Don't Count Me Out (D 383): When you're bloodied, you get a bonus to saving throws against a set of nasty effects. A good boost when you'd need it most.
Frantic Recovery (D 383): Second wind as a minor when you action point. If you have enough action points (because some things generate more for you), this could be every encounter.
Human Perseverance (PHB): A key part of how humans can become immune to save ends effects.
Shared Perseverance (DP): Requires cleric multiclass. Lifespirit will be giving out saving throws to allies, and this adds a bonus onto it.
Stubborn Survivor (FRPG): Yet another bonus to saving throws.
Wrath of the Forester (D 379): Get a second use of Nature's Wrath when you action point. Useful for having multiple groups of marks, but not always easy to pull off in practice.
Bloodied Ferocity (PH3): You get a free attack when you go bloodied, so it will happen every encounter. But you grant CA for your effort, which for me is a pretty big hit.
Opportunity Gore (D 369): You might take this instead of Sudden Roots if you're so inclined. You get to use Goring Charge as an opportunity attack. It also effectively makes goring charge an at-will for opportunity attacks and doesn't require it to be part of a charge. So effectively your OAs now knock prone. Combine with Sudden Roots and Opportunity Sidestep to effectively lock down an enemy. OAs then prone, slow, and you shift 1 square away.
Humanity's Heir (DSCS): A small boost to one of your NADs makes this something to look at, but you'll likely have much better choices.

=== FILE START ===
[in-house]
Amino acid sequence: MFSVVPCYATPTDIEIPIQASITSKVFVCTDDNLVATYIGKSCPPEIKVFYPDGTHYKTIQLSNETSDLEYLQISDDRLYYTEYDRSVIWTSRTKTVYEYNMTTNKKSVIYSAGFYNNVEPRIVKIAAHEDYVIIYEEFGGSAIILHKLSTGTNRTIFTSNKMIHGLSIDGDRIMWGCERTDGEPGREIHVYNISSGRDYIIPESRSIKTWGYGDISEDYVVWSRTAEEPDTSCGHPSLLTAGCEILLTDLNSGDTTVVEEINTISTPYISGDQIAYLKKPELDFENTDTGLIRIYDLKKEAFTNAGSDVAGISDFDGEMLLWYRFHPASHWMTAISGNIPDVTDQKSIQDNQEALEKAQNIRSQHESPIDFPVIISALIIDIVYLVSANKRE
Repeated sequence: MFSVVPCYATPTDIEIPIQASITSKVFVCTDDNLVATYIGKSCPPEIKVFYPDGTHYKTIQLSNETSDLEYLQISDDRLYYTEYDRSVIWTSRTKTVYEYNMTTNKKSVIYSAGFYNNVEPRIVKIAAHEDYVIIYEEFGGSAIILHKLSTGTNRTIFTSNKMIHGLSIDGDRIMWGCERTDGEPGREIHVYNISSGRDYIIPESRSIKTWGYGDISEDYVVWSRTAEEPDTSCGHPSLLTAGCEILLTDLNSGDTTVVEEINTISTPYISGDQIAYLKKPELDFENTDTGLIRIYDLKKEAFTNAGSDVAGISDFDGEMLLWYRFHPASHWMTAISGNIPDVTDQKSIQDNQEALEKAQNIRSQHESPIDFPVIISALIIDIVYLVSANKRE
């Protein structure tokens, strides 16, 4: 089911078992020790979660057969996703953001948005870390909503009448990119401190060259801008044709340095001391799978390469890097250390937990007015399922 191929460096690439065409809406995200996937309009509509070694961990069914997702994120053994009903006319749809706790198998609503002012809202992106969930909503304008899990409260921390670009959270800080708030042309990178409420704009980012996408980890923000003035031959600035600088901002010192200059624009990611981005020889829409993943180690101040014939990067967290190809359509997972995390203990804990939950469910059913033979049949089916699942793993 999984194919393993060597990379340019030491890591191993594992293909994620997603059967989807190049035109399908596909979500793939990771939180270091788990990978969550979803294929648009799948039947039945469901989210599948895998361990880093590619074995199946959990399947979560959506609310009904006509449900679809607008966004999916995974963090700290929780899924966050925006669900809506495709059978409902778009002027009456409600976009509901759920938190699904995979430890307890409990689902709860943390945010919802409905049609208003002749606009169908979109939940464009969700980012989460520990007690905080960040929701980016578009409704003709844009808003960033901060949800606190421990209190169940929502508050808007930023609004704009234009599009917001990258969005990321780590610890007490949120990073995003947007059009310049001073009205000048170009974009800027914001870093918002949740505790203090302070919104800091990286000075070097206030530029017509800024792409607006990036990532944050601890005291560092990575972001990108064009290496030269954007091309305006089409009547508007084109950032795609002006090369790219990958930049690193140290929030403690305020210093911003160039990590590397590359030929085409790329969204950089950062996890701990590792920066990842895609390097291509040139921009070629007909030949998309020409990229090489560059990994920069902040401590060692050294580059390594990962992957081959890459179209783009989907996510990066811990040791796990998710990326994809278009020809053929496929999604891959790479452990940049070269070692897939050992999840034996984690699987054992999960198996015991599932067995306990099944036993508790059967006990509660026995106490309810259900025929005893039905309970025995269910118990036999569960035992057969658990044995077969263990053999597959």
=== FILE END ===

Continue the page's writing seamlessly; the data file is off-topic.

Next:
Invigorating Toughness (DSCS): I don't find the cost to be worth it. You're giving up a feat slot to be able to get 9-13 THP instead of being able to end some nasty conditions 1/encounter. If this was an "in addition to" feat, I'd be more kind, to be sure.
Legacy of Stone (DSCS): I've always thought that the ability to save vs. prone was better than the reduction of forced movement. The save bonus vs. poison also won't be that useful.
Mul's Stamina (DSCS): This is more like it. Remember, if someone in the party has Comrade's Succor, having more surges than you'll ever use is not a problem. And Endurance is a skill that you really don't want to fail.
Sturdy Shifter (EPG): This is a nice ability for any class, and it certainly won't go to waste for wardens.
Longtooth Fury (MP2): Longtooth only. Better than Longtooth Vengeance, but this one requires you to be multiclassed fighter. Whether the two stack to give you a +5 is interpretive.
Longtooth Spirit Shifter (PP): Longtooth only. You love having regeneration, and now you'll love it even more. Remember, the damage bonus still happens even when you become unbloodied.
Longtooth Vengeance (D 379): Longtooth only. Since you don't really have a problem marking, this almost makes it the equivalent of a flat +1 to damage when bloodied (which a shifter will want to be as much as possible).
Razorclaw Mark (MP2): Razorclaw only. If you were multiclassed fighter anyway, this one is almost as good as the Mark of Warding. Unlike that feat, though, this one is usable in other settings.
Razorclaw Spirit Shifter(PP): Razorclaw only. This one doesn't look as useful until you realize it can cancel multiattacks.
Razorclaw Swiftness (D 379): Razorclaw only. Allows you to shift when you use Nature's Wrath. This can certainly be useful, but most of the time you can accomplish what you need with your actual move action.
Note: A lot of campaigns don't have access to Dragonmarks, so if you do, count yourself rather lucky. Typically when you select one of these (very powerful) feats, it's the focal point of your build, so it can change the ratings for a lot of other powers and feats fairly drastically.
Mark of Finding (EPG): If you can get consistent combat advantage on a foe (hint: Frostcheese), this will ensure that your mark never gets away. Literally, as you can follow him all over the map.